• The golfers could also text other information to the team captains. For instance, they could send texts informing their captains of birdies and eagles. Of course, the chances are greater that they would be asking for the beer cart to be sent their way.
  • Besides managing mulligan requests, the team captains could use the application to broadcast text messages to the golfers. For example, the captain of the Blue team could inform his or her golfers of how they were doing and provide any necessary pep talks. More importantly, they could also text back the whereabouts of the previously requested beer cart.

Even with the extra features, I had this application up and running almost as quickly as the ENGAGE version. I scratched out my design on a piece of paper, and before my wife was out of bed asking why I was working on my PC, I turned that design into a functioning Zang workflow. Over the next couple of days, I tested it until I was happy that it was going to do exactly what I wanted it to do.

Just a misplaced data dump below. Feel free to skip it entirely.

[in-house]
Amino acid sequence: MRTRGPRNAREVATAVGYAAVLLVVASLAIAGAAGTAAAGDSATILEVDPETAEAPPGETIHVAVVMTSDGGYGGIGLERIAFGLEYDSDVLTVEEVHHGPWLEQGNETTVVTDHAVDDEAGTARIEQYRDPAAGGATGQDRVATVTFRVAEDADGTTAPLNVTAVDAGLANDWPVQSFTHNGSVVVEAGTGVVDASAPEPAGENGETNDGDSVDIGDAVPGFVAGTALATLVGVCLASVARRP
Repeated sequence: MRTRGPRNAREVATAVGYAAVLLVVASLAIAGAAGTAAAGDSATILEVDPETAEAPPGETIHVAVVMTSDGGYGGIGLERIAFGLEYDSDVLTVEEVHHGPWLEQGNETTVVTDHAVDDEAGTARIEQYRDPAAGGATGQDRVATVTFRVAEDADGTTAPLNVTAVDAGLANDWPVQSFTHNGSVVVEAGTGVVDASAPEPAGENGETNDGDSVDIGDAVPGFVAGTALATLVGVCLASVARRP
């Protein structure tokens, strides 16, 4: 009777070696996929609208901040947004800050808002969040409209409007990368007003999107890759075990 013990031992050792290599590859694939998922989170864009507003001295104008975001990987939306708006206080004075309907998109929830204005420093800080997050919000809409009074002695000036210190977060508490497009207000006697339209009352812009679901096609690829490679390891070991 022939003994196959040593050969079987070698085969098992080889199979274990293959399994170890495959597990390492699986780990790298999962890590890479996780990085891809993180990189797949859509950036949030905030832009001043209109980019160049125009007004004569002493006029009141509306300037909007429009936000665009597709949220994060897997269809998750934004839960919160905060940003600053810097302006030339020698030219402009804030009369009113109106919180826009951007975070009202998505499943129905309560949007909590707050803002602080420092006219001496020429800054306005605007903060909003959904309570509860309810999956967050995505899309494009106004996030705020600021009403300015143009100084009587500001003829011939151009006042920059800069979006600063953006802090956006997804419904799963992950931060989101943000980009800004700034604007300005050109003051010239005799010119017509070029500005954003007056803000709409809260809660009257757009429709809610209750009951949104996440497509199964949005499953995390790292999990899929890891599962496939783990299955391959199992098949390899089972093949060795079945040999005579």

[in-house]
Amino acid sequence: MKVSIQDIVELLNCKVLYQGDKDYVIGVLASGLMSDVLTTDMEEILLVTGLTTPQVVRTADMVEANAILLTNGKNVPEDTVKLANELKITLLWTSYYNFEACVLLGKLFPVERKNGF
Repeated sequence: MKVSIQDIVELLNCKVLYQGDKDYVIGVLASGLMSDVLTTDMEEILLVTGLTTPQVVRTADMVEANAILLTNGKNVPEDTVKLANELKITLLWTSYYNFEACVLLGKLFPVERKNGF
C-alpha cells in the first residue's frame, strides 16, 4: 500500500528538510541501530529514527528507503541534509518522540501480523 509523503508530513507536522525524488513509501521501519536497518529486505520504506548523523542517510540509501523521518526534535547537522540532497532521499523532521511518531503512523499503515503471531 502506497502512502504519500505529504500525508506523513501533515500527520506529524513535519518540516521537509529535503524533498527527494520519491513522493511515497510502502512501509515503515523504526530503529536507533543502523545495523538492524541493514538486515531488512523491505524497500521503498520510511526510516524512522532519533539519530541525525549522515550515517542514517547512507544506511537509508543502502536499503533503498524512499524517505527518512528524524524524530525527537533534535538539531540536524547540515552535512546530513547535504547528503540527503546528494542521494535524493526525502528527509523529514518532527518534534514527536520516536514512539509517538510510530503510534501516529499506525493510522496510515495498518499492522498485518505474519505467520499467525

Mischief Managed

I don’t expect the requests for variations of these two applications to stop anytime soon. Like me, people recognize the power, immediacy, and simplicity of text notifications. They also realize that the use cases are nearly endless. Today it might be golf, but tomorrow it’s team notification, building closures, meeting reminders, and who knows what else? All I am sure of is that the requests will most likely wind up on my desk and my platform of choice will be Zang.

Andrew Prokop is the Director of Emerging Technologies at Arrow Systems Integration. Andrew is an active blogger and his widely-read blog, SIP Adventures, discusses every imaginable topic in the world of unified communications. Follow Andrew on Twitter at @ajprokop, and read his blog, SIP Adventures.

Your Avaya Developer Journey Starts Here

STEM. Hackathons. Hour of Code. Oh, my…

I’ve been in the developer and ecosystem space pretty much my entire career, and I can’t recall a time when there was a greater focus on strengthening and expanding skills in software development with new audiences. I’m excited to see Avaya making such efforts across our Team and Customer Engagement portfolios with new and expanded APIs, toolkits, and supporting educational materials for Avaya Breeze, Avaya Oceana, and Avaya Vantage.

Start Your Own Journey—It’s Free!